'Gordon Ramsay can stick his head in his microwave': former Smiths star Morrissey donates payout from Channel 4 to anti-foie gras campaign

The singer has donated £10,000 after a pay-off by Channel 4, which used one of his songs without permission in an advert for a Gordon Ramsay show

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The Independent Culture

Morrissey has donated £10,000 to an anti-foie gras campaign after being paid the money by Channel 4, which had used one of his songs without permission in an advert for a Gordon Ramsay show.

The former Smiths singer, who is a prominent vegetarian, has backed a campaign by People for the Ethical Treatment of Animals (Peta) opposing the sale of the luxury food at Fortnum & Mason in central London.

He said: “Ramsay may very well stick his head in his microwave when he hears that the money I received from Channel 4 because one of my songs was used to promote his Christmas show is being donated to Peta to fight foie gras. Foie gras is so cruelly produced that he'd be against it if he had an ethical bone in his body.”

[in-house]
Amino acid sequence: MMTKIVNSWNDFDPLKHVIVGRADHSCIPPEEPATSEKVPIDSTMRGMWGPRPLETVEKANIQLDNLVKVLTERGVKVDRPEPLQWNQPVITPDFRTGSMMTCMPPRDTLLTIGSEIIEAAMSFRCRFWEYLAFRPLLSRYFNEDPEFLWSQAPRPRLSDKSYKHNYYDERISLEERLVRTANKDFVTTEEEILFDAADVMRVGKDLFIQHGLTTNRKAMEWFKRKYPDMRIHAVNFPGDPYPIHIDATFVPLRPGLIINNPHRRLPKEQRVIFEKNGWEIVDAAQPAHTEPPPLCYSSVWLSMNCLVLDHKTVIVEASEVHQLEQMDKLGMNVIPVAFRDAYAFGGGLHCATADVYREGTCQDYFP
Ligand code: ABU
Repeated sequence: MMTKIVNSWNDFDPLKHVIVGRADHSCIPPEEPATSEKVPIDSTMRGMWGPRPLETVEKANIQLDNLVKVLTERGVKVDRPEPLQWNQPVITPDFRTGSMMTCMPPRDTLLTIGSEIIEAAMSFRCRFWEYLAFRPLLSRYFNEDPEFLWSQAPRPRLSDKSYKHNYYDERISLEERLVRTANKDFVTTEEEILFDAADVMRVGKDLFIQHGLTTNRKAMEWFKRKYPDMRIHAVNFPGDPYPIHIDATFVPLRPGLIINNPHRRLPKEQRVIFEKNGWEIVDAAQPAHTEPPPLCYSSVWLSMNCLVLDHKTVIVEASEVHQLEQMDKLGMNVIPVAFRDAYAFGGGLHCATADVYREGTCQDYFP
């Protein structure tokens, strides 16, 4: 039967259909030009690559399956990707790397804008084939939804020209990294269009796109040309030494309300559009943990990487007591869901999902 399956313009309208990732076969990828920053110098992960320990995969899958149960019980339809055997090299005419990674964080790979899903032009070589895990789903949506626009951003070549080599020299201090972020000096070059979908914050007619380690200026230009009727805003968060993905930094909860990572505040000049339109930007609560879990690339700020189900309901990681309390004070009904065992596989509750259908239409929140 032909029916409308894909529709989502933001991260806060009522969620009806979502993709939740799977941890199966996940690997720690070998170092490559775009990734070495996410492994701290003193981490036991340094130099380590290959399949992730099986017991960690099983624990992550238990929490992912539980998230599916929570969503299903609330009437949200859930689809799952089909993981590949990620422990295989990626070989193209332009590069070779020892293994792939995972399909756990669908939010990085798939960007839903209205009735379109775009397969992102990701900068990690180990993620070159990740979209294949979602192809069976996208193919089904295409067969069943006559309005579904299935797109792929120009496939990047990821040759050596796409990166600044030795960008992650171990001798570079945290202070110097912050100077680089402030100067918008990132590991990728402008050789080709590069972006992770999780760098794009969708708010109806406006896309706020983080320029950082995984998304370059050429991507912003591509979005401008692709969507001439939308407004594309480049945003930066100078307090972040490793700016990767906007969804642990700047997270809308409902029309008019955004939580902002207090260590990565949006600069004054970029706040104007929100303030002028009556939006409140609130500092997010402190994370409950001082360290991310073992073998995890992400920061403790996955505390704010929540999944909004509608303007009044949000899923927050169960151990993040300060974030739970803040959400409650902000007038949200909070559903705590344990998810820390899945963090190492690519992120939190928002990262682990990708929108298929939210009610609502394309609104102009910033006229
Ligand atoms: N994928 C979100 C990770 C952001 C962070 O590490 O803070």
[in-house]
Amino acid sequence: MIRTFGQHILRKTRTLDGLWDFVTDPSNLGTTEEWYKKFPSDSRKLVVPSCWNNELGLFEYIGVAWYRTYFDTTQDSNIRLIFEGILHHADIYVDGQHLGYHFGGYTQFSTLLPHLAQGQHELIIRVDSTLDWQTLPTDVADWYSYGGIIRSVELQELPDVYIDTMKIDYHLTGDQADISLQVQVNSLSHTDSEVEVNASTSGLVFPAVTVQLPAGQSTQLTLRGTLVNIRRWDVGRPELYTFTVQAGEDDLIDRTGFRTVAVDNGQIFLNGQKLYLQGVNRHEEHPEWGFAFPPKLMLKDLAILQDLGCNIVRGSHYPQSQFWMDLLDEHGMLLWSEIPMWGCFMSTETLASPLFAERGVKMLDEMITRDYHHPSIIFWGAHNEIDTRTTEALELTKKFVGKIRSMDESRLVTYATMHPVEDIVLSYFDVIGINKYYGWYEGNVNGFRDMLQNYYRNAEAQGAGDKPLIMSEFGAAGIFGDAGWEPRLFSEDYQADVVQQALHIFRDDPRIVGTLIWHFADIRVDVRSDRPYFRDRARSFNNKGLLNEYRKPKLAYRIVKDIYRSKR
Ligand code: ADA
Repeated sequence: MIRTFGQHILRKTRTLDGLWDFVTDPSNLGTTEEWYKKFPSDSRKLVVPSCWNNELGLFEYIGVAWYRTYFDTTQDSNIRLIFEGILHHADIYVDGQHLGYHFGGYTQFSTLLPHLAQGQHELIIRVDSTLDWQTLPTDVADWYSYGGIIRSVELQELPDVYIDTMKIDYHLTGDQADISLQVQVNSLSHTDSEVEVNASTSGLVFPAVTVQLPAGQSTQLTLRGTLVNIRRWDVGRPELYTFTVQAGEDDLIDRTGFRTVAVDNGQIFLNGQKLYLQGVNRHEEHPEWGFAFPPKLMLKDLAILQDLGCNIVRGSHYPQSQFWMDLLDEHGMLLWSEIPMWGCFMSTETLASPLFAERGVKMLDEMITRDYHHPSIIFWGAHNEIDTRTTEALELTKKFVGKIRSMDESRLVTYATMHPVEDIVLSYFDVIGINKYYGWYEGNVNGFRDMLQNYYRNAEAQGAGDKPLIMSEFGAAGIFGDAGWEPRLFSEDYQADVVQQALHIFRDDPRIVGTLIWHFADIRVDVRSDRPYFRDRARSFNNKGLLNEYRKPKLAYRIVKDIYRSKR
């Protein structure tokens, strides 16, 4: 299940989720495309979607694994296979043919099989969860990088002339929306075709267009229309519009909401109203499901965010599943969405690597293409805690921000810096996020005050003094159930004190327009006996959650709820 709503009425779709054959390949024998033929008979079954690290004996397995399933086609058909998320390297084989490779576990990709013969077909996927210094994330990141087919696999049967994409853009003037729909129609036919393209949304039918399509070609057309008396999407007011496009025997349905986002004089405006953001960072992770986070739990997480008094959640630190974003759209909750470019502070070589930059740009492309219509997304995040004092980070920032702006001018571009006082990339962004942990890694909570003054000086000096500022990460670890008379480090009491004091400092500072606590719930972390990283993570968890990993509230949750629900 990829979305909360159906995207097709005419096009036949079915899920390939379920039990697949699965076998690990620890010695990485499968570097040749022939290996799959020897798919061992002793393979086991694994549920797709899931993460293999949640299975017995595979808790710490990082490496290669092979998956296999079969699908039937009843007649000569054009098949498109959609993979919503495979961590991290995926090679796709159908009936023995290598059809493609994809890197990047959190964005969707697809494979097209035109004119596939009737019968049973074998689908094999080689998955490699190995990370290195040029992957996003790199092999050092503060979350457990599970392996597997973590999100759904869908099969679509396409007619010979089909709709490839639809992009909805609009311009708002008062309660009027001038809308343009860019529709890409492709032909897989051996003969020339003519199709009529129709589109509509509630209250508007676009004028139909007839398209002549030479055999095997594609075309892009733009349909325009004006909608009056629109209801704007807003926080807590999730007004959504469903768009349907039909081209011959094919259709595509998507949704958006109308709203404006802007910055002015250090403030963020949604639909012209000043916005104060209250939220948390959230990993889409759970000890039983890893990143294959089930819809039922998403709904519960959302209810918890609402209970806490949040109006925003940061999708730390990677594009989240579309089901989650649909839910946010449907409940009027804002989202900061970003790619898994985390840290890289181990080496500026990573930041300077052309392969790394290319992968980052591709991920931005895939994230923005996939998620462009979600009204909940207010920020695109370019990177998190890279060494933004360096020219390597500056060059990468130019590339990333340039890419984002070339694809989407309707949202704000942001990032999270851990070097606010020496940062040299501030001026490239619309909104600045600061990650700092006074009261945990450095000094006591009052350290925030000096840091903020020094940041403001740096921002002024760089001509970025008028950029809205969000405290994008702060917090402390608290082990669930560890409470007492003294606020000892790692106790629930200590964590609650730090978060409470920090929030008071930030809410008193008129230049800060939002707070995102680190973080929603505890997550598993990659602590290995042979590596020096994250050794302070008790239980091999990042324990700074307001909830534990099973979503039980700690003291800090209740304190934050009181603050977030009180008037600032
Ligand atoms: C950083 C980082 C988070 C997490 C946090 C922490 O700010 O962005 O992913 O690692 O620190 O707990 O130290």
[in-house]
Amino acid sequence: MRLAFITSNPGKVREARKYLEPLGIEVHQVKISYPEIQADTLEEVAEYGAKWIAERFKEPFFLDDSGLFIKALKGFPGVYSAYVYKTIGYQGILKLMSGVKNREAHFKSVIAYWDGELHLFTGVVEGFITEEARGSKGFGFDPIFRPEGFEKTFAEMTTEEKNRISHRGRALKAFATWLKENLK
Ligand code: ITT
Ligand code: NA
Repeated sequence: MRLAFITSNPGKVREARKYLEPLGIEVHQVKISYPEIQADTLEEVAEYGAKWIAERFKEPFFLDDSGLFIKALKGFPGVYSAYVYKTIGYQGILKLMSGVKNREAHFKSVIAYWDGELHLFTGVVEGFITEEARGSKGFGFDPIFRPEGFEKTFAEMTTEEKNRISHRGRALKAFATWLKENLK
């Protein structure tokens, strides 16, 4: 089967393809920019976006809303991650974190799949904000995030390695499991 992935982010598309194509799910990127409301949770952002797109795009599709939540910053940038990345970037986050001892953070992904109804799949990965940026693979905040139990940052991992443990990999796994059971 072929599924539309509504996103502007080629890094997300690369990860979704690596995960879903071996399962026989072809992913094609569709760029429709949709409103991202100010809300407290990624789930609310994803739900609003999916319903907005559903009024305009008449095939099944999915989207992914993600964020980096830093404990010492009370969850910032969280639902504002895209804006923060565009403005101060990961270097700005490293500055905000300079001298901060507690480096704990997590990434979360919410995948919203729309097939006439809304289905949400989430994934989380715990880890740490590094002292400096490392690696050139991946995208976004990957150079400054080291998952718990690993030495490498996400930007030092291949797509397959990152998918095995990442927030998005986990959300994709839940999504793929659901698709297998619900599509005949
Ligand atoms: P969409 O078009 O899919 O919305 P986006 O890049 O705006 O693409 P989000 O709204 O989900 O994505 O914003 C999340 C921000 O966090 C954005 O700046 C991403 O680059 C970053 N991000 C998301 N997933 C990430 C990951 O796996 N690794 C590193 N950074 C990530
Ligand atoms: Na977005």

The group said its campaign would be “funded entirely” by the donation, which was made after the broadcaster used the Smiths song 'Please, Please, Please Let Me Get What I Want' in an advertisement for Gordon Ramsay's Christmas Cookalong Live in 2011.

Morrissey, who released an album with The Smiths called Meat Is Murder, has previously given some of the proceeds from ticket sales to the charity, which campaigns against animal cruelty.

He famously left the stage at California's Coachella Festival four years ago after complaining about the smell of burgers, telling the crowd he could smell “burning flesh”.

Foie gras is made with geese and ducks being force-fed grain before they are slaughtered for their swollen livers.

A spokesman for Fortnum & Masons said: “Foie gras is sold in shops throughout the UK, and is used in many top restaurants. We do understand that it is not to some people's taste, and we respect their right to make their feelings known.

“However, foie gras has been on sale at Fortnum's down the centuries, and a sizeable number of our customers enjoy it. We believe they should have the freedom to choose whether to buy it or not.”